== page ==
Climate Strategies Must Include Adaptation and Resilience
Reducing greenhouse gas emissions is essential—but so is building adaptation and resilience into your climate strategy. Here’s what BCG experts have to say.
Until recently, most business leaders primarily embraced joining the battle against climate change as something they should do as part of their corporate ESG commitments. Now, it’s becoming a crisis they must address to protect their balance sheets and bottom lines. In fact, climate change is quickly emerging as one of the greatest sources of strategic risk facing business leaders.
The pressure to act is coming from many directions. It’s coming from the financial community, which is telling companies it won’t invest if they don’t secure their business models, value chains, and physical infrastructure. It’s coming from governments and governmental bodies—the G20, for example, has issued a framework for companies to disclose climate-related financial risks and the measures they’re taking to mitigate them. And it’s coming from regulators around the world, which are translating these principles into stringent reporting requirements.
Climate catastrophes are also disrupting businesses with growing frequency. Heavy rain caused severe flooding in Germany in July 2021, for example. In parts of two states, floods completely destroyed transportation infrastructure; a German rail provider suffered $1.3 billion in damage to its rail lines. A German coal mine shut down for one month, an auto-parts plant for eight months, and a paint factory for about a year. Climate-related events can also cause havoc in supply chains worldwide. Heat waves in India in early 2022, for example, disrupted not only local businesses, but also global industries such as fashion and consumer goods.
Shedding light on the climate-risk exposure of businesses, therefore, has become critical. You need to assess how your business will react under different climate scenarios and across different time periods. What will happen if a flood or intense heat wave forces your factories to close? Does insurance cover this risk? If so, how much of the value of that impact is covered? If you are a food company, are you relying on crops grown in places threatened by drought and intense heat? What will happen if crops do not grow? What will be the impact on the physical assets on your balance sheet?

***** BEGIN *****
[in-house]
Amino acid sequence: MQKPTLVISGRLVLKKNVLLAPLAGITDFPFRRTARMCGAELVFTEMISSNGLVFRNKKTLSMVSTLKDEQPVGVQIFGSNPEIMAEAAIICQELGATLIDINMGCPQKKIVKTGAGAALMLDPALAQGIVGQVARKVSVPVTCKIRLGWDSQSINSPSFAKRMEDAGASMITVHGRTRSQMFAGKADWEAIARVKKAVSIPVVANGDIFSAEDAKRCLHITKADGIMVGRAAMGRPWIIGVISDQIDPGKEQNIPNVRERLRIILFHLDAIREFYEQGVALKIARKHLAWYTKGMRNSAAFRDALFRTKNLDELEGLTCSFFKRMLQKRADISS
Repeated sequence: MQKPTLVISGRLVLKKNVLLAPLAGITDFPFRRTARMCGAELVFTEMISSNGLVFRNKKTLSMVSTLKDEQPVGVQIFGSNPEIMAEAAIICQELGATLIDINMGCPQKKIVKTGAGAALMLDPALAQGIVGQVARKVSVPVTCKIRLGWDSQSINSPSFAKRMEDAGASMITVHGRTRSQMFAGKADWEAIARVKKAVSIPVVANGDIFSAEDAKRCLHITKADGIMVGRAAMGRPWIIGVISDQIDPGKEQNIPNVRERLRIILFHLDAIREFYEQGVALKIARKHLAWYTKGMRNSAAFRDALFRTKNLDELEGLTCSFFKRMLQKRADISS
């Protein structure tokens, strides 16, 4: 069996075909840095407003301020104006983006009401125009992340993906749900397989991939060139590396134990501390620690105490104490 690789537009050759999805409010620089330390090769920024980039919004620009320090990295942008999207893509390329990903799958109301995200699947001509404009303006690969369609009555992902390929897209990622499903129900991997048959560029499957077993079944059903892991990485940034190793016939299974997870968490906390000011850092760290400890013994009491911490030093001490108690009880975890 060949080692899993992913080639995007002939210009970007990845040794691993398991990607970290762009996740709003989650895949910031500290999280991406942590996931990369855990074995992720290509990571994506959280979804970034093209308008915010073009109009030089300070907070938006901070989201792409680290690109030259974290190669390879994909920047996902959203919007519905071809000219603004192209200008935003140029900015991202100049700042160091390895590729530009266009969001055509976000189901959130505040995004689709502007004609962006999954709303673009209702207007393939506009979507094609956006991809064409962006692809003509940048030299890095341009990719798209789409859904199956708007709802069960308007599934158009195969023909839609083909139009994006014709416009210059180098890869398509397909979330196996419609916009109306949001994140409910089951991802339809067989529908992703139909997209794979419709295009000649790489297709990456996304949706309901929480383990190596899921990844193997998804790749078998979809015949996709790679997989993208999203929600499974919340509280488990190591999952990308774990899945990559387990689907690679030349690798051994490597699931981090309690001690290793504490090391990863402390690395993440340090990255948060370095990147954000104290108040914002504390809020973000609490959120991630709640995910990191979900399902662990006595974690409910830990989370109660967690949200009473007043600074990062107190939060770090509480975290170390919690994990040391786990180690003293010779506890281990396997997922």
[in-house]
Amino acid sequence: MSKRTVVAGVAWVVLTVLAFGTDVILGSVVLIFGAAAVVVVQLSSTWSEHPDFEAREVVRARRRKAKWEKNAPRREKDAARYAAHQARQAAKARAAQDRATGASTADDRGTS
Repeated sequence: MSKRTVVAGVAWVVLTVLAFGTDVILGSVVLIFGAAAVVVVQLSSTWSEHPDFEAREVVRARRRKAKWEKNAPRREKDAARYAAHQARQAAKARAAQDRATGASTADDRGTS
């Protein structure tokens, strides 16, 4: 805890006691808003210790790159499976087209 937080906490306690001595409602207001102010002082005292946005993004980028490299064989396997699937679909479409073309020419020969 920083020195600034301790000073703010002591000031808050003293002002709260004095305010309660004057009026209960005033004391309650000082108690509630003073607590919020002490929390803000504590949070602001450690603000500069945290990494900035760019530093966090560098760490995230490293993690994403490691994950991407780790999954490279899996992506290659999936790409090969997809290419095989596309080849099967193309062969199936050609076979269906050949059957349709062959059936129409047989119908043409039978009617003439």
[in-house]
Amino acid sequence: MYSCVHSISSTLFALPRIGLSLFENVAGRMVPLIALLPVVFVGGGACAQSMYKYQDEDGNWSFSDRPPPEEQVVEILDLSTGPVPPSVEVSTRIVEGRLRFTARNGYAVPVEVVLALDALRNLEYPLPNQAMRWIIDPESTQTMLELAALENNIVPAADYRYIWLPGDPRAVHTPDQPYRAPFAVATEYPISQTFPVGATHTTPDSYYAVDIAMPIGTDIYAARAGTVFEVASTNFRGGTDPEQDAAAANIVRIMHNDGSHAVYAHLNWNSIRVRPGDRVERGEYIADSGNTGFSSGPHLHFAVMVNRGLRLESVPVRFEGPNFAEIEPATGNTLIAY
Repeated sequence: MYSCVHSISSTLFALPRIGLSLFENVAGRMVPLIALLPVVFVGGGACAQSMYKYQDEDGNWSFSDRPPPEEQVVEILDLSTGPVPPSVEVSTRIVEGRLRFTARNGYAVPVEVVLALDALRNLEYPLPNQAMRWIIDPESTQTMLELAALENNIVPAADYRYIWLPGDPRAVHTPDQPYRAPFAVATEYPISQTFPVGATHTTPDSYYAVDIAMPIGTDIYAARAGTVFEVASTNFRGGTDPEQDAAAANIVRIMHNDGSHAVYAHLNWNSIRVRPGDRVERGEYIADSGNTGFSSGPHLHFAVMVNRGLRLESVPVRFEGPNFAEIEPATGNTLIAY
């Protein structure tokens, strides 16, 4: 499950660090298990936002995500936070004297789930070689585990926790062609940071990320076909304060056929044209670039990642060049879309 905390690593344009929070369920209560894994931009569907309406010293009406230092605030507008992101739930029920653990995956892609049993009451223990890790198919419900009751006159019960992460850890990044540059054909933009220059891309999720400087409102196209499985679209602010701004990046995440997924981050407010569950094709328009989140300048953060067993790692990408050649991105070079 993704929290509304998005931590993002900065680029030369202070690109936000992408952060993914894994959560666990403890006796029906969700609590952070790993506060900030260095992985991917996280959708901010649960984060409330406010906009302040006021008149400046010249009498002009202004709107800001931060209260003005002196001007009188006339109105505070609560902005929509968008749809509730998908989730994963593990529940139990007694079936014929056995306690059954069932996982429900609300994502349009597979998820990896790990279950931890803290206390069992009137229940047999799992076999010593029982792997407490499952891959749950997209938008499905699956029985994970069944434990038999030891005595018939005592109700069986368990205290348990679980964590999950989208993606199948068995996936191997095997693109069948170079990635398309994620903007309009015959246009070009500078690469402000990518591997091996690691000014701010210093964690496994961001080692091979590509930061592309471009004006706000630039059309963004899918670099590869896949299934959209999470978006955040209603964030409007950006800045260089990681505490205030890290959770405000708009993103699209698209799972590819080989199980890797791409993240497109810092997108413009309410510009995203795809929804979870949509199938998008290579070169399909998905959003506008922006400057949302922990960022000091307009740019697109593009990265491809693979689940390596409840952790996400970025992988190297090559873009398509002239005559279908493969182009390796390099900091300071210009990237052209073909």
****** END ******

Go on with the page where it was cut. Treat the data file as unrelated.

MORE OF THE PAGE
When you fully understand your risk exposure, you can develop an effective adaptation and resilience strategy. Rising sea levels may mean your manufacturing plants must relocate. You may need alternatives to suppliers whose physical infrastructure is vulnerable. But you might also find there are things you can do to make facilities more secure. The Netherlands, for example, has built a dune system as a buffer between the sea and land to protect businesses and people from rising sea levels.
Collaboration between the private and public sectors is critical. Governments develop national adaptation plans and frameworks for climate-risk assessments. But companies need to allocate capital and resources toward solutions. Companies can mobilize through public-private partnerships that support and incentivize private adaptation and resilience actions that yield both financial returns for their shareholders and socioeconomic benefits for a country or region.
Climate change is such a huge, complex phenomenon that it affects every country and every business. It’s everybody’s problem—and therefore climate-risk assessment, adaptation, and resilience must move to the top of the corporate and government agendas.